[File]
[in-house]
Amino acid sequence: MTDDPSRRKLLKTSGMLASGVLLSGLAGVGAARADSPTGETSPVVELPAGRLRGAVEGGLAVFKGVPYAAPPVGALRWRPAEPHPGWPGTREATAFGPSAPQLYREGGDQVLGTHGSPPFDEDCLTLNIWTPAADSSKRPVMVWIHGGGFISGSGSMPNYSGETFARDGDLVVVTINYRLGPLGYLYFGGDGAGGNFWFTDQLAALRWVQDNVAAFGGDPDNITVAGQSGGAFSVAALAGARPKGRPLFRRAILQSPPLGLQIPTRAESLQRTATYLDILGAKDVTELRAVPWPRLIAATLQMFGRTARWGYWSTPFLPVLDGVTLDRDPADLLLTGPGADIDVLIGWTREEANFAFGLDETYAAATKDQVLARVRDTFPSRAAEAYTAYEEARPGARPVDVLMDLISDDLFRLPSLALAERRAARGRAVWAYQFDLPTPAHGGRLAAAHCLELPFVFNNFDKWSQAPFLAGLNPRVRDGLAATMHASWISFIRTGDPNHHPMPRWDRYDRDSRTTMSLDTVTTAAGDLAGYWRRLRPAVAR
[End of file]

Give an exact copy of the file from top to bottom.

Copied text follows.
[in-house]
Amino acid sequence: MTDDPSRRKLLKTSGMLASGVLLSGLAGVGAARADSPTGETSPVVELPAGRLRGAVEGGLAVFKGVPYAAPPVGALRWRPAEPHPGWPGTREATAFGPSAPQLYREGGDQVLGTHGSPPFDEDCLTLNIWTPAADSSKRPVMVWIHGGGFISGSGSMPNYSGETFARDGDLVVVTINYRLGPLGYLYFGGDGAGGNFWFTDQLAALRWVQDNVAAFGGDPDNITVAGQSGGAFSVAALAGARPKGRPLFRRAILQSPPLGLQIPTRAESLQRTATYLDILGAKDVTELRAVPWPRLIAATLQMFGRTARWGYWSTPFLPVLDGVTLDRDPADLLLTGPGADIDVLIGWTREEANFAFGLDETYAAATKDQVLARVRDTFPSRAAEAYTAYEEARPGARPVDVLMDLISDDLFRLPSLALAERRAARGRAVWAYQFDLPTPAHGGRLAAAHCLELPFVFNNFDKWSQAPFLAGLNPRVRDGLAATMHASWISFIRTGDPNHHPMPRWDRYDRDSRTTMSLDTVTTAAGDLAGYWRRLRPAVAR